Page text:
I hated leaving Loopy, but I had four other horses to tend to at home. Earley told me he would call by 5 p.m., when the surgery was complete. When the call finally came through at 7 p.m., I was definitely worried and pacing. But Earley said Loopy had been an excellent patient and was recovering nicely—it had simply taken longer than expected to remove all of the infected material. He explained that in addition to extracting each tooth, he had removed some of the underlying bone to ensure all the infection was cleared and to allow the gums to heal over a smoother surface.
Loopy would stay at the hospital for two nights, and I could expect updates from the students and veterinarians on staff twice each day until he was discharged.
Back at the farm, everything was eerily quiet. My other horses were definitely not the same. Loopy’s absence proved that he is the heart of our farm.
Settling in back home
When I arrived at Cornell to bring my boy home, a student was leading Loopy out, and all I could see was his backlit silhouette as he walked toward me. Still, I would know him anywhere.
But when Loopy came closer, I was taken aback by his appearance. He was sedated yet nervous, and his tongue was lolling out of his mouth. He was sweaty, and he had drool on his chest. I thought I had made a huge mistake. My handsome and refined Thoroughbred, who had the face of a horse in a vintage painting, looked all wrong.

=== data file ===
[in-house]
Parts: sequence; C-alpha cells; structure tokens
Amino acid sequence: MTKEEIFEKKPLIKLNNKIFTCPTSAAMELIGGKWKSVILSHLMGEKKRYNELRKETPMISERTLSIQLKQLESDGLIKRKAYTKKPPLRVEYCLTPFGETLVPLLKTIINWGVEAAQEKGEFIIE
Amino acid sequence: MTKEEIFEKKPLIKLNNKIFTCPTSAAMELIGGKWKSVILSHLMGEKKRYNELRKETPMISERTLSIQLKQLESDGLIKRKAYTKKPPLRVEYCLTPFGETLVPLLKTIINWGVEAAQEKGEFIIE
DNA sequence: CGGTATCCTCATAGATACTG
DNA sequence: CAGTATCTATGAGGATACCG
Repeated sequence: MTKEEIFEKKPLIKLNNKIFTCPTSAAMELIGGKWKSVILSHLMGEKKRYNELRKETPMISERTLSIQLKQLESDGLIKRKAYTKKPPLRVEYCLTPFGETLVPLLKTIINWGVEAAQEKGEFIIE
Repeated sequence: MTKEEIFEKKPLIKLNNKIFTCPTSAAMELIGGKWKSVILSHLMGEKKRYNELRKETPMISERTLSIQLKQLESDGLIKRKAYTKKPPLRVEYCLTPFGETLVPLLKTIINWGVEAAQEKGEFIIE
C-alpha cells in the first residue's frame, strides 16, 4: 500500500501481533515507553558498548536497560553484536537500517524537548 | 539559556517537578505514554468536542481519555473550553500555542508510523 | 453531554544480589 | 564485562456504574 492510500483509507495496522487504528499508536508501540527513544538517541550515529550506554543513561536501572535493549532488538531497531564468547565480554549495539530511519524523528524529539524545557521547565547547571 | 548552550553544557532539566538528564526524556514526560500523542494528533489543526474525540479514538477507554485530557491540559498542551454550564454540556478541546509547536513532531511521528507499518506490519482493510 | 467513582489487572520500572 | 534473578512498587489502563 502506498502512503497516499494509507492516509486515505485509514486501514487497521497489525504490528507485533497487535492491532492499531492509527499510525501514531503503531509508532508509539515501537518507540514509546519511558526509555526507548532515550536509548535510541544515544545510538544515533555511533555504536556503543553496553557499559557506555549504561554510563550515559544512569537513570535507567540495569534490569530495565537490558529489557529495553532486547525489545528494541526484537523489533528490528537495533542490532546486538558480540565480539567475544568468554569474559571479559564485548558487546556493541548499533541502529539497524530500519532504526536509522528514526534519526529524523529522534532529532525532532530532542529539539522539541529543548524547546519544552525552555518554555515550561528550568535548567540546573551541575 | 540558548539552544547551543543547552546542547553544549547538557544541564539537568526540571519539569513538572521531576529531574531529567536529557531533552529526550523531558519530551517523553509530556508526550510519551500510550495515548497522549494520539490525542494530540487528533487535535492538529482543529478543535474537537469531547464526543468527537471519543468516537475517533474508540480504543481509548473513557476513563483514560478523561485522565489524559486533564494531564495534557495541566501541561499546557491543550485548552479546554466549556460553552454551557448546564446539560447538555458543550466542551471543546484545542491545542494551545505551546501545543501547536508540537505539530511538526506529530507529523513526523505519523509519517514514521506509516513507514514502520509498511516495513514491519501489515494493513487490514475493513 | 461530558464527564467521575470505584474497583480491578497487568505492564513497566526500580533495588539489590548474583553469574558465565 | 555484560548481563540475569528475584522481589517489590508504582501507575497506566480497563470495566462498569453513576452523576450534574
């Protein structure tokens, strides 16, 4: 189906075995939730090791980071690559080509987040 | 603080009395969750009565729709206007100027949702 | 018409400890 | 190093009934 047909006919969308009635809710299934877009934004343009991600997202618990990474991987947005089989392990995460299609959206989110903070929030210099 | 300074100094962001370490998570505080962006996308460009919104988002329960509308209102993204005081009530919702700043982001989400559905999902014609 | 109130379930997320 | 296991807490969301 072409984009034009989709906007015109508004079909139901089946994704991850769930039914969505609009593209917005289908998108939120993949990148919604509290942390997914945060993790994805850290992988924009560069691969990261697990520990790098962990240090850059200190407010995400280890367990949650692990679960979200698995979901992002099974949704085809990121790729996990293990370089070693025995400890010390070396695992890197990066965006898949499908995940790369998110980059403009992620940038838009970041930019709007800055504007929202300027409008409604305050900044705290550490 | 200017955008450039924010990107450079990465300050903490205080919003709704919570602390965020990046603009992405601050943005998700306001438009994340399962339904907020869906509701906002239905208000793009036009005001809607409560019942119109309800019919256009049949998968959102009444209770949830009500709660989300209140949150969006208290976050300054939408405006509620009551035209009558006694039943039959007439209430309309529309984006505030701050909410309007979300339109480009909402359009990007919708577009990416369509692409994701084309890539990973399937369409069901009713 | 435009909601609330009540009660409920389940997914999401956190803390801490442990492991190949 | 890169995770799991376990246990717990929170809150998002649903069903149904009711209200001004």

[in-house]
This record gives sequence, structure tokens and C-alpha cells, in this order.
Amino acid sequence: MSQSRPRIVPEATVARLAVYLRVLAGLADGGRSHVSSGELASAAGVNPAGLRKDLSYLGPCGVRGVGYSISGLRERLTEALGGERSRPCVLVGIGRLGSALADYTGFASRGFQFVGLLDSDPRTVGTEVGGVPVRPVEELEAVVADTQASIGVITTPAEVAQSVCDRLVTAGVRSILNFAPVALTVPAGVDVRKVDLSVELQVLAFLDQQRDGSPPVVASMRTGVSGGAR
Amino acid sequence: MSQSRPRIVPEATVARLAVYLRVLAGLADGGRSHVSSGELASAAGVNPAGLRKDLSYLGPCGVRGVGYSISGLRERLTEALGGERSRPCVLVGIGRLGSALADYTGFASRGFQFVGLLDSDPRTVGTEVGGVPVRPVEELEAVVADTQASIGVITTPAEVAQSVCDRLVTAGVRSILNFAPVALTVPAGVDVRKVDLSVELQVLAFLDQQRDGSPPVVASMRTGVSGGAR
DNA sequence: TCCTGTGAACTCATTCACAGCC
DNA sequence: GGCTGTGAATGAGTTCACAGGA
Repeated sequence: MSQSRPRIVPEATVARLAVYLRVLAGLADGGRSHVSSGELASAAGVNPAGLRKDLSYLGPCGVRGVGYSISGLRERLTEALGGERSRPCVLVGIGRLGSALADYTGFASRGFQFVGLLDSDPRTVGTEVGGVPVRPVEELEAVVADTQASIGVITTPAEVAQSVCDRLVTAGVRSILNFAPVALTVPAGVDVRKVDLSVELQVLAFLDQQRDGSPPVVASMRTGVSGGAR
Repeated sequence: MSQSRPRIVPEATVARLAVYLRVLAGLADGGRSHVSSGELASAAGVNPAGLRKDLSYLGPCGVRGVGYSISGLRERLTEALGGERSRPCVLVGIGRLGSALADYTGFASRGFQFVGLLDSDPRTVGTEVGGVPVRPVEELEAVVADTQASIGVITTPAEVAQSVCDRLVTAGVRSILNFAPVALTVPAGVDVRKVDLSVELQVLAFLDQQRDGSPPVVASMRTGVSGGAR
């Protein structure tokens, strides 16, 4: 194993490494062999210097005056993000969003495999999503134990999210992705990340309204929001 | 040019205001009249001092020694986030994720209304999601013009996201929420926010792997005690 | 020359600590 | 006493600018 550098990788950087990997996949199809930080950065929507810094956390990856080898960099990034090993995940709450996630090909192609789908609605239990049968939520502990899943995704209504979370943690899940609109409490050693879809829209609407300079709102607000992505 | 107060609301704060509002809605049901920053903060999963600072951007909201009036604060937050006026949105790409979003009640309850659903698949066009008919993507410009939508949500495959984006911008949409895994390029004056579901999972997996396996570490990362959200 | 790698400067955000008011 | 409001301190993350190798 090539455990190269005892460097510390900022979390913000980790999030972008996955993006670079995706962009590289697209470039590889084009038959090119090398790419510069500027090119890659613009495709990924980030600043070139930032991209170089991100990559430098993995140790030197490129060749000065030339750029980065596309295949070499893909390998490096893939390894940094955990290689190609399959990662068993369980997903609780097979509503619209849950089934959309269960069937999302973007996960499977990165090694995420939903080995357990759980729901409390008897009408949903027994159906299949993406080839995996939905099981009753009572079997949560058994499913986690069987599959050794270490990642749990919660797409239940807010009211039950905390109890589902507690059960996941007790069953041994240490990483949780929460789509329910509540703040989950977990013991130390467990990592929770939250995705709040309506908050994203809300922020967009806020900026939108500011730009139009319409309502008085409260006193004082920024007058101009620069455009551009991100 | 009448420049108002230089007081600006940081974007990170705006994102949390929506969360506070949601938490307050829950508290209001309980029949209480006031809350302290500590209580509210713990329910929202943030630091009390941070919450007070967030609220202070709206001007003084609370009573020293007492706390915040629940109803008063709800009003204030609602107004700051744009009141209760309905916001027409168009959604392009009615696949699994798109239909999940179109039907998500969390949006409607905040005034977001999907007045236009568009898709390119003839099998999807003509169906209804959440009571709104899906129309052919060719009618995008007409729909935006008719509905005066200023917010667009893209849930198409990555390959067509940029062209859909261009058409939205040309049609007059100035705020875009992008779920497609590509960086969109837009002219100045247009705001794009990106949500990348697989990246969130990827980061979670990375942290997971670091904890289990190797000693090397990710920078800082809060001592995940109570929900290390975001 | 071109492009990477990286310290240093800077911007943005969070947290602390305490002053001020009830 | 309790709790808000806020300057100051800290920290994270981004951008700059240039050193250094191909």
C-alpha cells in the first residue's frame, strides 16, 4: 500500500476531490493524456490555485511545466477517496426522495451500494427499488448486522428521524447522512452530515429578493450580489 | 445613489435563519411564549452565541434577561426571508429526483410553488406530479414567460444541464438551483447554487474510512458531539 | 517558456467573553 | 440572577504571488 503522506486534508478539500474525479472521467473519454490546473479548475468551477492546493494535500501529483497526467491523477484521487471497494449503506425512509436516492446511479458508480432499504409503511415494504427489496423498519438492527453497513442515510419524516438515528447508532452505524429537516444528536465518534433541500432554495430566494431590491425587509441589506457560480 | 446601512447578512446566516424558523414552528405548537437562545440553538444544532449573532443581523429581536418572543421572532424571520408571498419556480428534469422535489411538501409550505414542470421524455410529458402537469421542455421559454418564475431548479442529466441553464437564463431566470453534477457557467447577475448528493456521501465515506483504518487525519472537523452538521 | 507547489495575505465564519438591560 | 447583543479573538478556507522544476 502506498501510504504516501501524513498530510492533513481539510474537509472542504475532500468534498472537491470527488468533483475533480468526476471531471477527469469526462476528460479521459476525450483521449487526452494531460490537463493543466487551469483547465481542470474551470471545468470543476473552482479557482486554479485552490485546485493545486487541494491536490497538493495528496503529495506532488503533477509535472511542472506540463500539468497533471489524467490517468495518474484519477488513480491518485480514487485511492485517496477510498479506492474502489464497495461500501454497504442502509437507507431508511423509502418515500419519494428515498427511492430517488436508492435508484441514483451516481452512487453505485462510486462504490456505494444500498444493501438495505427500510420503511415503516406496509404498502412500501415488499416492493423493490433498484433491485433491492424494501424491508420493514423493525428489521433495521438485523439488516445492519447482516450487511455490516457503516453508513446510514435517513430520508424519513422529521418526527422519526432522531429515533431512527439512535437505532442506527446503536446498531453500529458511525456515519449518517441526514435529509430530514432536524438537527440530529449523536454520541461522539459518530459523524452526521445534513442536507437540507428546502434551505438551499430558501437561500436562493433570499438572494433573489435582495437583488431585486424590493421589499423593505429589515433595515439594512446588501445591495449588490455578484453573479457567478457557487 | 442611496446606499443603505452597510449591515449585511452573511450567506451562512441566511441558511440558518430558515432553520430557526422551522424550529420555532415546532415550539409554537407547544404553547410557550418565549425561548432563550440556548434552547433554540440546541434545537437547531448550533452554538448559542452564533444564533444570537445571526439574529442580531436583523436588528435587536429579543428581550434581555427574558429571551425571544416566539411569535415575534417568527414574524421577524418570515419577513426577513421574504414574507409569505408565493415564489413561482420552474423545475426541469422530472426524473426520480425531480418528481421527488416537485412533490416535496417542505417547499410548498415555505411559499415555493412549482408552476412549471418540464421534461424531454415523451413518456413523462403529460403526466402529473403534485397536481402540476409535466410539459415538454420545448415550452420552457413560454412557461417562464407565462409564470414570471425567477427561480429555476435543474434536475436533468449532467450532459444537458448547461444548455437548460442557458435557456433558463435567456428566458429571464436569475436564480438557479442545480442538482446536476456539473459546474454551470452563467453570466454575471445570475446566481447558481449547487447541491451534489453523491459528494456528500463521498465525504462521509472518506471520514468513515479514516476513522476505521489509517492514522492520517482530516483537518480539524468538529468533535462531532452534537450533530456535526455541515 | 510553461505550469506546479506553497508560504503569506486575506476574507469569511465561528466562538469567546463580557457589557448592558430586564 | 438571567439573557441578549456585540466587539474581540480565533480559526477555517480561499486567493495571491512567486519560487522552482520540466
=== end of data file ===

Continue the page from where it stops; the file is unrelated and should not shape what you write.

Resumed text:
I did my best to calm down and quickly loaded Loopy and headed home. For the whole drive, I kept reminding myself that he had been in pain and that the surgery had to be done. Yet I worried about what kind of life he would have now. How could he eat? Would he always be covered in drool? Would his tongue hang out all of the time? Would he be miserable?
As I unloaded Loopy, we were met by immediate calls from his herd inside the barn. I put Loop into the run by the stalls, and he greeted his friends, took a drink of water, then wandered outside to roll. When he came back he bypassed the soaked hay for the regular hay and relaxed in his stall. My fears were unfounded. He didn’t seem miserable at all.
Loopy proved to be a model patient when it came to taking the prescribed course of anti-inflammatory medications and antibiotics, but he had decidedly different feelings about the rest of his care. I was supposed to be rinsing the sutures each day with a syringe of warm water, but Loop made it perfectly clear that was not going to happen.
I emailed Earley about this problem and sent him photos of how the sutures looked. He answered right away to assure me that Loop should heal fine and rapidly, even without the rinsing. And he was right. Within a few weeks, the surgical sites were closed and Loopy returned to his normal life, minus his front teeth.
It has now been almost two years since the surgery, and although the tip of Loopy’s tongue sometimes sticks out—a common aftereffect of this procedure—no one would ever know that all of his incisors and canine teeth have been removed. However, I did have to review nearly every aspect of his management and make some adjustments. Here are some of the questions I had to address: